One of the Oakland Raiders' worst-kept secrets was officially revealed this afternoon as underachieving defensive tackle Tommy Kelly was released by the club. Kelly's release leaves the club with just four high-profile players from the Al Davis era: Sebastian Janikowski, Darren McFadden, Rolando McClain and Terrelle Pryor.
The team released a statement via Twitter that said in part: "The club appreciates his service, dedication and toughness."
That's a very nice sentiment, but it does not quite apply to the player I watched for the better part of nine seasons. Yes, Kelly produced solid sack seasons in 2010 and 2011. The only problem with that is that a defensive tackle is supposed to help a defense in its stoutness against the run.
By and large, Kelly was a sieve and often used as the pivot player upon which running plays were based. During his time with the Raiders, the defense never once finished better than 18th against the run, and that happened in the previous year, statistically Kelly's worst.
None of this is to say that Tommy Kelly is the singular blame for the Raiders' struggles on defense during his tenure. That would be patently false. But the problem is that while Kelly was never an elite player, he was paid like one.
Seven years, $50 million. Another big swing and miss by the late Al Davis to try to win quickly instead of planning for the long haul. Kelly's lack of play should not be devalued simply because he was overpaid, though. Oh no, he was also inconsistent, undisciplined and largely one-dimensional.
So Reggie McKenzie has purged yet another high-profile Al Davis player. Another appears destined to go as well in McClain. That is a formality of time and not circumstance. The most pressing player issue remains what to do with Carson Palmer.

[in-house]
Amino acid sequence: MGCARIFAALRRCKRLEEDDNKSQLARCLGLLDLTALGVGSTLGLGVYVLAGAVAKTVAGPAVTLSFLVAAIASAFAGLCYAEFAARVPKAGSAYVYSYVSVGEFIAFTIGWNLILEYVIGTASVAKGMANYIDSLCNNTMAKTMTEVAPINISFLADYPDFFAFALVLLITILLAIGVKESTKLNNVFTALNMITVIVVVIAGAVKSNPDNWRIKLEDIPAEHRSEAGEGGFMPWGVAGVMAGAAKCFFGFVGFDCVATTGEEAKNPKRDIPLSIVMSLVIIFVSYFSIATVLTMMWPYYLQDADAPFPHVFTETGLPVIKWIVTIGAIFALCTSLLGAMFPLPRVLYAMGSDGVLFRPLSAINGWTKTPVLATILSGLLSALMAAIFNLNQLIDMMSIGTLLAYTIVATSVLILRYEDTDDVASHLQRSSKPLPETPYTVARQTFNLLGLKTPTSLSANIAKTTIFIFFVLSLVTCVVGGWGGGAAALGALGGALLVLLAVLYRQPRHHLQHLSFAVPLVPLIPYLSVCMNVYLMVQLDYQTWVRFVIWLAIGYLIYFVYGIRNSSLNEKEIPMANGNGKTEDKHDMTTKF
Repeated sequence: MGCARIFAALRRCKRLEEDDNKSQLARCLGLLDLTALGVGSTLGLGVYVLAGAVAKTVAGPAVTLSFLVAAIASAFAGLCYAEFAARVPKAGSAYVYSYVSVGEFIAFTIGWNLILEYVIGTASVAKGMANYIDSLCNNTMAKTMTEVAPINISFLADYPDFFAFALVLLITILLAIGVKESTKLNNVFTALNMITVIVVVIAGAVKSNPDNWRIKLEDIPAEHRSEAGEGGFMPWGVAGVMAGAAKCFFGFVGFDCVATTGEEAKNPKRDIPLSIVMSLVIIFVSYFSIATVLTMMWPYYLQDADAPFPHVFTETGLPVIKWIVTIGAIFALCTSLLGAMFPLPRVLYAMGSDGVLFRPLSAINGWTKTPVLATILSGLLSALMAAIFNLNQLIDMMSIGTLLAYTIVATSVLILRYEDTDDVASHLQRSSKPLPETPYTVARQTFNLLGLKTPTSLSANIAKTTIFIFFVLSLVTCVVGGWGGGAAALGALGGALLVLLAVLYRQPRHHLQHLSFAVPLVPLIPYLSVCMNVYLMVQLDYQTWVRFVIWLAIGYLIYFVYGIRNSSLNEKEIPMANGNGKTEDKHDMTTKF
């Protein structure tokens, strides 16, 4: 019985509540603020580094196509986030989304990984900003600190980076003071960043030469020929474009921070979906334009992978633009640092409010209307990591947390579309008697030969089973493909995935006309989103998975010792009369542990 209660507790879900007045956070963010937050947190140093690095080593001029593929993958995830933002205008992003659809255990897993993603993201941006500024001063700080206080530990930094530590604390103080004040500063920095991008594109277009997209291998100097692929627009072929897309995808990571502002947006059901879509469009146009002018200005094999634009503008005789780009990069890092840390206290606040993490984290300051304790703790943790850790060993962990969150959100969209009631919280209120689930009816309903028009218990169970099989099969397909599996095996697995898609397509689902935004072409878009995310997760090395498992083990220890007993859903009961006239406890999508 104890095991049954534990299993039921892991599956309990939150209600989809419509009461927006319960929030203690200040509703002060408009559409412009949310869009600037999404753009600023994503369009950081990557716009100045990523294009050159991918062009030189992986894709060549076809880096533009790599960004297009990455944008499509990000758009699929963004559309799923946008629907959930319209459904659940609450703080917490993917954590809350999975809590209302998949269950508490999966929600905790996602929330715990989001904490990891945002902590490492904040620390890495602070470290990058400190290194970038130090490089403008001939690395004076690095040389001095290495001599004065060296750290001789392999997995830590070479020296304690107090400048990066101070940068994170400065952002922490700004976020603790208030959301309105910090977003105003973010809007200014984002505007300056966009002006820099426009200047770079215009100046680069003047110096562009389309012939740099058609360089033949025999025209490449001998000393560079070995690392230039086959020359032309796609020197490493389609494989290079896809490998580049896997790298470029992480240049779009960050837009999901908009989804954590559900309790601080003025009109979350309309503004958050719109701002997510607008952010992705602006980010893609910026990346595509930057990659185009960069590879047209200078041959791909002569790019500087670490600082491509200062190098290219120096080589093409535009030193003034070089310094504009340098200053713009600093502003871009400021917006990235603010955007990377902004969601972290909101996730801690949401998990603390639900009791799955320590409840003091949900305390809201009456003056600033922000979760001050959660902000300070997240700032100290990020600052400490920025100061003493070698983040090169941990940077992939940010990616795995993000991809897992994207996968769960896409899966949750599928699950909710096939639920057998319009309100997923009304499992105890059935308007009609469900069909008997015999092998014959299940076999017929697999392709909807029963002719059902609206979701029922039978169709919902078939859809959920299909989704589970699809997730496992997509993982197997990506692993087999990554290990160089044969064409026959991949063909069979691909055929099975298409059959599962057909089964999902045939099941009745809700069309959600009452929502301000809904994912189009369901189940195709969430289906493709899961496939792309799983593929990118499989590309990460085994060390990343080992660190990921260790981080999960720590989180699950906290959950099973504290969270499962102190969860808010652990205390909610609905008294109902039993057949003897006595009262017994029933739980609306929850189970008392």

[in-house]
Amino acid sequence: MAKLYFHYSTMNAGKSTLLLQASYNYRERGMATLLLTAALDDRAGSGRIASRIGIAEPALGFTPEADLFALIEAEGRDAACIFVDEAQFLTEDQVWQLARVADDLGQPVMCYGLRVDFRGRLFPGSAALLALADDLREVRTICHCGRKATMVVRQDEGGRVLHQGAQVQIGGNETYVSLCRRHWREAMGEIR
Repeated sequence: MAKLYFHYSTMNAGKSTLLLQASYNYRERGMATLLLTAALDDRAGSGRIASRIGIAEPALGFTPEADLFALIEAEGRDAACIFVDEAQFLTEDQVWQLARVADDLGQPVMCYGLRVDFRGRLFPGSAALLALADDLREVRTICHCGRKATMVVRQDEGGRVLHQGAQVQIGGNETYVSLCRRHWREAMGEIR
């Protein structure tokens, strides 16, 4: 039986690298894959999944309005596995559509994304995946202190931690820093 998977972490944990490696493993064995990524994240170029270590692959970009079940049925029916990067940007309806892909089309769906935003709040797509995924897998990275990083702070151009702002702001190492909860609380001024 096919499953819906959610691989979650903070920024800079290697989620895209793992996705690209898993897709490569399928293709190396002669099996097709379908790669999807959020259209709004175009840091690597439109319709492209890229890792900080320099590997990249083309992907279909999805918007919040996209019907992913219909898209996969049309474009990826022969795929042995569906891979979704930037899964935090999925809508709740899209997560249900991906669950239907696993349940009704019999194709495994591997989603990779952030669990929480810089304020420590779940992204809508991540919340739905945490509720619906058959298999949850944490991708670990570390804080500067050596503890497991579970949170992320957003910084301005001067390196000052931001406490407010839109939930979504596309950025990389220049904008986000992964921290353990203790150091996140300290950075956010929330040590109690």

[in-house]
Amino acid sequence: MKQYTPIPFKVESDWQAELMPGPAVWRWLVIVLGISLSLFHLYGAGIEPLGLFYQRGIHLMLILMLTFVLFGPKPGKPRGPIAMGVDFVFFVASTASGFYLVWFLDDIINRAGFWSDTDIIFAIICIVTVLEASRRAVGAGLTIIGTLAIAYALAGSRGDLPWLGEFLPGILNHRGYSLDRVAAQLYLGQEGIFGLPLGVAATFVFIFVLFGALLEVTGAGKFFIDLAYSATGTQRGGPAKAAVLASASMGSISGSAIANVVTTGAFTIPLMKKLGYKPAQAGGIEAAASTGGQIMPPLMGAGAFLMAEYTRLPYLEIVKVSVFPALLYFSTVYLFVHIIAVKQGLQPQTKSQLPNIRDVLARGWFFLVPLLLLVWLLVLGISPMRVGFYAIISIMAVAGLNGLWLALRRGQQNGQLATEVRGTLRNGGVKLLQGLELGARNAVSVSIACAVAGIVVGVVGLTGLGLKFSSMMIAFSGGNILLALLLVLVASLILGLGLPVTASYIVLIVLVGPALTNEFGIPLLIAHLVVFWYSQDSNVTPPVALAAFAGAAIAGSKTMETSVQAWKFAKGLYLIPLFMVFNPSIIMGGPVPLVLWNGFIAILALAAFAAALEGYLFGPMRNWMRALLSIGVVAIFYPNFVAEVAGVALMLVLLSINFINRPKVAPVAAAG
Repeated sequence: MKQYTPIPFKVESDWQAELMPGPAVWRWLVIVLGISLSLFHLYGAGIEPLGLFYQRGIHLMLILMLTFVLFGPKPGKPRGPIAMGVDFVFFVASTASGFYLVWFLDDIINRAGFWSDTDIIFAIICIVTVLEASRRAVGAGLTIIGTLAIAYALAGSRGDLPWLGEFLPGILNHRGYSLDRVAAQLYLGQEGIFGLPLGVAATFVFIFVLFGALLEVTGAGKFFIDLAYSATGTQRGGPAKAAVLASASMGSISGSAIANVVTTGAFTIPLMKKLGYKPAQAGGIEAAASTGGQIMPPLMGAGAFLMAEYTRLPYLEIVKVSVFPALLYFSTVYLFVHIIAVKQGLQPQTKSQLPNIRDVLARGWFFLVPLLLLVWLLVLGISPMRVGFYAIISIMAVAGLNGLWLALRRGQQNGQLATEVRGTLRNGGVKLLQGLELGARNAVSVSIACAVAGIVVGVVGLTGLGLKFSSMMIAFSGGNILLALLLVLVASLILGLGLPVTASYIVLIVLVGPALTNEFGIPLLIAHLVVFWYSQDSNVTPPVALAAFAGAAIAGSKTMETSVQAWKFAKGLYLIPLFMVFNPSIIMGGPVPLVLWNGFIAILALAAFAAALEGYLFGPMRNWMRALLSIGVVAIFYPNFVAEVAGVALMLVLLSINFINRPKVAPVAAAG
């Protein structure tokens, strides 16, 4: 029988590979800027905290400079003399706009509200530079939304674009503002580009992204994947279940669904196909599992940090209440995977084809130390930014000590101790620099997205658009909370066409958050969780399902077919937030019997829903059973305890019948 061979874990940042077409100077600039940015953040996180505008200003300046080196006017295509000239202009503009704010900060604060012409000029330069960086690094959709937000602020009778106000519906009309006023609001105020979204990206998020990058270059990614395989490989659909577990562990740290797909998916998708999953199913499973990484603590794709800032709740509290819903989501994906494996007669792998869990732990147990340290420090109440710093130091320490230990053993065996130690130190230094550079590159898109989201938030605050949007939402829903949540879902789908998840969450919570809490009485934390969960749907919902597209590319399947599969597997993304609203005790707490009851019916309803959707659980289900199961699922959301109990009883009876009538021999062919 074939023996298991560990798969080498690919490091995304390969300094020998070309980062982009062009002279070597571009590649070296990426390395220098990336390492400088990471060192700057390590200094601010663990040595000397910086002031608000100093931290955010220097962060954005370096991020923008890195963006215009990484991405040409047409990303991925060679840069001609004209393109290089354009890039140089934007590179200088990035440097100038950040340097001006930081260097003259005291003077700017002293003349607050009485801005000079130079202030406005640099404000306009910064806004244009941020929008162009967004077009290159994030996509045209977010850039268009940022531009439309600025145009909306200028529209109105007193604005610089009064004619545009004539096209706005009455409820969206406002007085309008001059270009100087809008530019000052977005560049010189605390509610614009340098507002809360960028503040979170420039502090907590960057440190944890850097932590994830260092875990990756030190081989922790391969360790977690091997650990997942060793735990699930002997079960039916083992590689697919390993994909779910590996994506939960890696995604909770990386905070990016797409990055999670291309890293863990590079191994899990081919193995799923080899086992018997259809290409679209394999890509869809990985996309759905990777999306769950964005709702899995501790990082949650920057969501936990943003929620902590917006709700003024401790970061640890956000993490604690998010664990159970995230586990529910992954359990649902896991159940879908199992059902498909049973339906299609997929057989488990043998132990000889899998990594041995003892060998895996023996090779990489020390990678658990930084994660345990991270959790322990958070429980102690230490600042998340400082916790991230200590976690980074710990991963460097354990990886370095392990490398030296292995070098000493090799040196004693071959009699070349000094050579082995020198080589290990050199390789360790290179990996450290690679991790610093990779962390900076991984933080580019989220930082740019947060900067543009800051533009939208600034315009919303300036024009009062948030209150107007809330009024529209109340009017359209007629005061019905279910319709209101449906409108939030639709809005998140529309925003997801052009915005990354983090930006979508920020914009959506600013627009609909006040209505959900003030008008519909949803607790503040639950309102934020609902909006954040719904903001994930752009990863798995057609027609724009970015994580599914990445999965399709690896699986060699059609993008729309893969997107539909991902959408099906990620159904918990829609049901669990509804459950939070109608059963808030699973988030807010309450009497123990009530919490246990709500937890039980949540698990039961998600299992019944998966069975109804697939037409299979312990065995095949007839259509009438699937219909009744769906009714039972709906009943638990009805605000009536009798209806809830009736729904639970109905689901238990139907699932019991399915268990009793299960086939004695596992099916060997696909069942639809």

While many continue to speculate about Palmer's future with the Raiders, few have actually asked the right question: Is Carson Palmer the solution to Oakland's quarterback problem? There have been many opinions about Palmer's contract and his potential replacements, but what are the Raiders hoping to accomplish in 2013?
If this is a rebuilding situation, what is the harm in rolling with Terrelle Pryor and taking a year to further evaluate the player already in-house? Carson Palmer is not going to tilt four or five games into the win column and is not a long-term option. While I understand why keeping him would make sense, it stands to reason that if a farsighted view is taken, the best way to do that is to see what the younger option at quarterback is capable of.
I personally think the Raiders are best served by continuing this purge and moving forward without Palmer, but I would not be bothered either way. Even if he stays, prospects for 2013 are limited, and Palmer is certainly a goner after this year. It just makes sense to see if Pryor can play before a better stock of quarterbacks becomes available in the 2014 NFL draft.